Underlayment pads can improve the ratings even more. For instance, adding a cross-linked polypropylene underlayment with a thickness of 2 millimeters can help laminate flooring achieve an IIC of 71 and an STC of 73. This type of advanced acoustic pad reduces hollow tapping noises, producing a sound very close to actual hardwood. And there are other advantages to such a pad. A thick preattached moisture barrier helps protect flooring from moisture damage and is itself resistant to mold, mildew, and bacteria growth. The pad is easy to install with attached lip and tape, and it is safe for under-floor heating for luxury multifamily homes. It can even add R-value to the floor. R-value is the capacity of a material to resist the flow of heat. One popular pad for laminate floors add an R-value of 3.2.


Image courtesy of Mohawk Flooring

Carpeting is well-known for providing good acoustic qualities in multifamily homes.

There are four main constructions of carpeting: loop, pattern, texture, and frieze.

Loop construction carpet has dense, looped strands and a low profile for a clean, low-maintenance look. This style is durable, reliable, and ideal for high-traffic areas.

Pattern construction carpet is made with varying loop and cut heights for looks that range from bold and dramatic to simple and understated. This low-profile style is appropriate for high-traffic areas.

Image courtesy of Mohawk Flooring

Shown is texture construction carpet.

Texture construction carpet (shown above) has long, crimped yarns for a casual look. With higher pile for a soft feel, it tends to be a popular style.

Frieze, or twist construction, carpet has high, twisted yarns for a longer crimped look and relaxed feel. Its long twists create dimension and visual interest as well as a bouncy, springy feel underfoot.

Innovations in carpet construction make it much more livable than in the past. For instance, fiber-washed polyester resists stains to keep the multifamily resident’s carpet looking newer longer. Carpeting made of polyester, nylon, and triexta fiber are all stain and wear resistant.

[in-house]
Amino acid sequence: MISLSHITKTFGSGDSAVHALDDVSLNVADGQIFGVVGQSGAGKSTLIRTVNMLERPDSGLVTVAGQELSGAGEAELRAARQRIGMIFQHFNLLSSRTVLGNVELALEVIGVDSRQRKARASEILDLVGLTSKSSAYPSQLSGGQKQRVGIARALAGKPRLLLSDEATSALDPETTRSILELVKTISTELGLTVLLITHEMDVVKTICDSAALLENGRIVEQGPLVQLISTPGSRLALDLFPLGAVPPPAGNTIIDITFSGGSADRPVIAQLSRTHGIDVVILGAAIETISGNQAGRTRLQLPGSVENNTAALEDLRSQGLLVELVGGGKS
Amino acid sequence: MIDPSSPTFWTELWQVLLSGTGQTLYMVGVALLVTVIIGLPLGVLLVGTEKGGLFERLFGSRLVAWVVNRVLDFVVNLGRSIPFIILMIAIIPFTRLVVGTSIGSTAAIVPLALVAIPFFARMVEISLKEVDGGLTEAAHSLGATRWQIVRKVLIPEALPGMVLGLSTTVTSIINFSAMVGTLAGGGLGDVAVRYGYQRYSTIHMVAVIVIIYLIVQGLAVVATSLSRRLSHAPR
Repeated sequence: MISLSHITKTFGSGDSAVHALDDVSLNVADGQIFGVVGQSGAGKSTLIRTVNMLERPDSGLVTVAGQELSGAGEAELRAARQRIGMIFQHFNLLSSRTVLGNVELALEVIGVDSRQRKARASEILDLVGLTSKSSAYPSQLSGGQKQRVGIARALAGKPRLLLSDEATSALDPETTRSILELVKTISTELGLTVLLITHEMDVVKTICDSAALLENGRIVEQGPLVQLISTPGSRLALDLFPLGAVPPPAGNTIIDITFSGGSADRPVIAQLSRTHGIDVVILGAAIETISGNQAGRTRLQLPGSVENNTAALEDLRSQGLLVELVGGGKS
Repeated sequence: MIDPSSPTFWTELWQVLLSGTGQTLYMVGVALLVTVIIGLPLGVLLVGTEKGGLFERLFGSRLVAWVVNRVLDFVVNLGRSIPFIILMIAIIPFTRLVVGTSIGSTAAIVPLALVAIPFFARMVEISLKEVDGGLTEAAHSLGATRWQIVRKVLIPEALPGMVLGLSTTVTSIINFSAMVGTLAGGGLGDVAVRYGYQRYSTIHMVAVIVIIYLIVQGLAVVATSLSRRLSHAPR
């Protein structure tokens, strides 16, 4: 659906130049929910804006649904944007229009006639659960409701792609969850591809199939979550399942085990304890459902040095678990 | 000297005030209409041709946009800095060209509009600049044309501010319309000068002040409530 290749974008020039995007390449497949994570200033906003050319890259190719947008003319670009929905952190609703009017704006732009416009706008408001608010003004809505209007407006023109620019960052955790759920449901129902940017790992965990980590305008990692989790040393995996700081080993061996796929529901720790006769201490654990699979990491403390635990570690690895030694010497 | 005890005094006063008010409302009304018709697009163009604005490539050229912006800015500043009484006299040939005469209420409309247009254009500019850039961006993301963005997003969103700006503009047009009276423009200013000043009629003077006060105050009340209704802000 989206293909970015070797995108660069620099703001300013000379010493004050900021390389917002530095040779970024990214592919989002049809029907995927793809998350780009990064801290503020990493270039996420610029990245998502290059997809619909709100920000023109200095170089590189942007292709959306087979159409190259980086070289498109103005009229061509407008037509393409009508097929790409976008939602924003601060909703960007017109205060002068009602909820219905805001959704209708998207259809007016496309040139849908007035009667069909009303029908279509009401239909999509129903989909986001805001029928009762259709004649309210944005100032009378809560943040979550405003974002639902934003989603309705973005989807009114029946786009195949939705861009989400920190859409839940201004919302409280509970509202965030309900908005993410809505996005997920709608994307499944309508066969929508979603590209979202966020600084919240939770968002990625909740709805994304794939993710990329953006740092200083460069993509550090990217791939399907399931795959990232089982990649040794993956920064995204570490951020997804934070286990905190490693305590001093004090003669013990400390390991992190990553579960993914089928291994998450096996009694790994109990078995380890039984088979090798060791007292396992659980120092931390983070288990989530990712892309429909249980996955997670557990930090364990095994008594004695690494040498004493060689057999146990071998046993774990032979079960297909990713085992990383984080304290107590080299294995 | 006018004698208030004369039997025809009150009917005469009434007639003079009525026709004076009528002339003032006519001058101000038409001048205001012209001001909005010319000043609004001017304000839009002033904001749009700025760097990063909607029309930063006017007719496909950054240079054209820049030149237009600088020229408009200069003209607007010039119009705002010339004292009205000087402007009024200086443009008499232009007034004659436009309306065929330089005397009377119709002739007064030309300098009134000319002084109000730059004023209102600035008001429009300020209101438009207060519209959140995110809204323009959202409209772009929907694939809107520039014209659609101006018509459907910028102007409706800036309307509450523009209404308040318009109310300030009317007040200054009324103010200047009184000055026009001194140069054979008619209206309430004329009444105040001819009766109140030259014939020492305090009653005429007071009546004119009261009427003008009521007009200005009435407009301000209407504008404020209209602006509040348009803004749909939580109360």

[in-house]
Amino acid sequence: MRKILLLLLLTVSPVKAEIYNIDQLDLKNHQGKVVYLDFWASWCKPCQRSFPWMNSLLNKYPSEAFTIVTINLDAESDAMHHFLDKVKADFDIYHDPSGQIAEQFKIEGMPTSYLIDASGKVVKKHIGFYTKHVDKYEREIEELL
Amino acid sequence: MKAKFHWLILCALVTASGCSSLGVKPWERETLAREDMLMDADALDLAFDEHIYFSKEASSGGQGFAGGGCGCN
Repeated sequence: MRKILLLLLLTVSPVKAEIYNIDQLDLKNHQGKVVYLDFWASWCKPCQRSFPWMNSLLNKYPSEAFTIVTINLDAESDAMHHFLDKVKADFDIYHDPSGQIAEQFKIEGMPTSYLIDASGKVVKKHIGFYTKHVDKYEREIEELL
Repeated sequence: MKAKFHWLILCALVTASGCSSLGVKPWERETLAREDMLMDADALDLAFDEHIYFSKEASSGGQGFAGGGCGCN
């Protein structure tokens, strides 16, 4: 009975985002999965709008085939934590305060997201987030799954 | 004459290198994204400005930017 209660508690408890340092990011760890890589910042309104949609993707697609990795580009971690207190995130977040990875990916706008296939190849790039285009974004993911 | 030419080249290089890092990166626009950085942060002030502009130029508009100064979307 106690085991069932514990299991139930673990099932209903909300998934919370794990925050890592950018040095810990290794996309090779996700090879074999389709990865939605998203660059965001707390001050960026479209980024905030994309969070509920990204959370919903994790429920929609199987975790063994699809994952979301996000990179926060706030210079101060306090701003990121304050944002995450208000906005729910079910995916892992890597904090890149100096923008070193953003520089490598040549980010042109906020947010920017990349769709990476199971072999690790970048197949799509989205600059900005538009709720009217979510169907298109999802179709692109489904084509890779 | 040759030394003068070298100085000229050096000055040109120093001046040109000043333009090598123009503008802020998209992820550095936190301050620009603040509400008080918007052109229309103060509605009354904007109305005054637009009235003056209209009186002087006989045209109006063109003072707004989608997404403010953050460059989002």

Misconceptions about Carpeting

Myth: Yes, the acoustical benefits are great, but people with asthma and allergies should avoid carpet in the home.

Reality: Actually, the opposite is true. Studies have shown that properly cleaned carpet helps reduce symptoms and can be the best flooring choice for those dealing with asthma and allergies.

The reason: Gravity causes common household particles, such as dust, pollen, and pet and insect dander, to fall to the floor. Carpet fibers trap the particles, removing them from the breathing zone and reducing their circulation in the air. Regular vacuuming effectively removes dust and allergens from the carpet and helps keep them out of the air occupants breathe. Although carpeting is not normally associated with improved indoor air quality, it can have a very positive effect. Carpet is among the lowest volatile organic compound (VOC) emitting flooring choices available. The Carpet and Rug Institute’s Green Label Plus Indoor Air Quality Standard identifies carpet, adhesive, and cushion products that meet or exceed government indoor air quality regulations and are among the lowest VOC-emitting products on the market. For best results, look for carpets that are CRI Green Label Plus certified.

Sound Ratings for Carpeting

Carpeting is associated with a quieter home and for good reason. The STC ratings of carpeting are especially high. For instance, the IIC ratings for one manufacturer’s 25-ounce cut pile carpet with a 7/16-inch 5-pound foam cushion underlayment is 76, and the STC rating is 59. When you consider that the IBC calls for an IIC and STC ratings of 50 in the testing laboratory and 45 in the field, that is a significant increase.


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Originally published in Architectural Record
Originally published in November 2019